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Opinion / Social Care

30 hours has overshadowed vital out-of-school child care

By Naomi Eisenstadt |

06 December 2016

The government is struggling to fulfil its commitment to 30 hours of free early education and childcare by 2017.

In her very first speech, the new Prime Minister introduced a new tagline: "families who are just about managing".

The research section for this special report is based on a selection of academic studies which have been explored and summarised by Research in Practice (www.rip.org.uk), part of the Dartington Hall Trust.

Many sector voices have been speaking overtly about a serious crisis in council children's services.

Some people used the recent National Adoption Week (17-23 October) to renew calls for a national adoption agency. But to advocate such a position is to continue to fall for the fallacy that everything would be all right if only everyone followed the same practice, according to a central template.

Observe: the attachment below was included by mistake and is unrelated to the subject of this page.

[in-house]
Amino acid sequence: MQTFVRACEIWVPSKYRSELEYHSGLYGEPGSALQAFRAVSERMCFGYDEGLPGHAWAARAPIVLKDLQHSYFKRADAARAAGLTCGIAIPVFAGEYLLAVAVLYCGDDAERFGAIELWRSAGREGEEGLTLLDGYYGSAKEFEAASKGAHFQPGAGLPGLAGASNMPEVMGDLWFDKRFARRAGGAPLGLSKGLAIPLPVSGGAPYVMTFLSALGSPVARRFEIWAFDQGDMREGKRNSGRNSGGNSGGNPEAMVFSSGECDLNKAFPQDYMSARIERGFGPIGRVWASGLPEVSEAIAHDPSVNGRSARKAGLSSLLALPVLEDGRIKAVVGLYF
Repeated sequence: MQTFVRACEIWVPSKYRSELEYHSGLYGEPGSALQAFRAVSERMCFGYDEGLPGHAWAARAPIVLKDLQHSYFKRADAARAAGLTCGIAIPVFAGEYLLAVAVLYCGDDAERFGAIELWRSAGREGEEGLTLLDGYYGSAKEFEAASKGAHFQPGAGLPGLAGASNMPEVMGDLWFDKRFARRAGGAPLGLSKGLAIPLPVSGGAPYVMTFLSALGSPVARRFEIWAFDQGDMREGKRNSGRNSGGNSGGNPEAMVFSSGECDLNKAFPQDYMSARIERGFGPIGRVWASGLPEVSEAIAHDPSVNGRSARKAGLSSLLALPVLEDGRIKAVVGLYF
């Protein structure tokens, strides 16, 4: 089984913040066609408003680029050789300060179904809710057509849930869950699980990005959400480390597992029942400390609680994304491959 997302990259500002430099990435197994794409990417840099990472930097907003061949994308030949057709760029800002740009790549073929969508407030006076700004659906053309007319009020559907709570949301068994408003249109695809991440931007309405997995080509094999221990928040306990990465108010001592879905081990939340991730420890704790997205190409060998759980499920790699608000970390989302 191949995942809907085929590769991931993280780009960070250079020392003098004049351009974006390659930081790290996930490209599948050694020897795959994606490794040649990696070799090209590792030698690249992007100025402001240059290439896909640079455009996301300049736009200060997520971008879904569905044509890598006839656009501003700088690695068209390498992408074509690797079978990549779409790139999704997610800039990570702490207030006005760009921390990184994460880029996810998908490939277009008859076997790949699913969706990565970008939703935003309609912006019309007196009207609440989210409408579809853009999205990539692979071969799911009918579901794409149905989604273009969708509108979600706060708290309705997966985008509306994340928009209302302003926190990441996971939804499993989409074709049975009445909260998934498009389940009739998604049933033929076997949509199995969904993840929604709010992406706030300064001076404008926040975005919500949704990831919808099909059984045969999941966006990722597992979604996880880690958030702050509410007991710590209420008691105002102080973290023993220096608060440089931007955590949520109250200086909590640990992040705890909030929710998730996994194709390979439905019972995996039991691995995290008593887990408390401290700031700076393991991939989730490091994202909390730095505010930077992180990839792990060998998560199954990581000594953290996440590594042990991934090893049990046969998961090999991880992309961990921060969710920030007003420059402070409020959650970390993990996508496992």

The Children and Social Work Bill is becoming the focal point for important sector debates about whether statutory duties are an impediment to innovation in children's services. So it feels timely to examine the nature of statutory duties and the government's approach to them.

Rarely has the effect of a change in policy and practice been so evident as that seen in the youth justice system over recent years.

How do we respond professionally when things go wrong? How do we act and learn from what has happened? Three specific, but very different, issues have brought this firmly to mind.

Over the past 20 years, there has been a growing recognition of the importance of the early years to life chances into adulthood.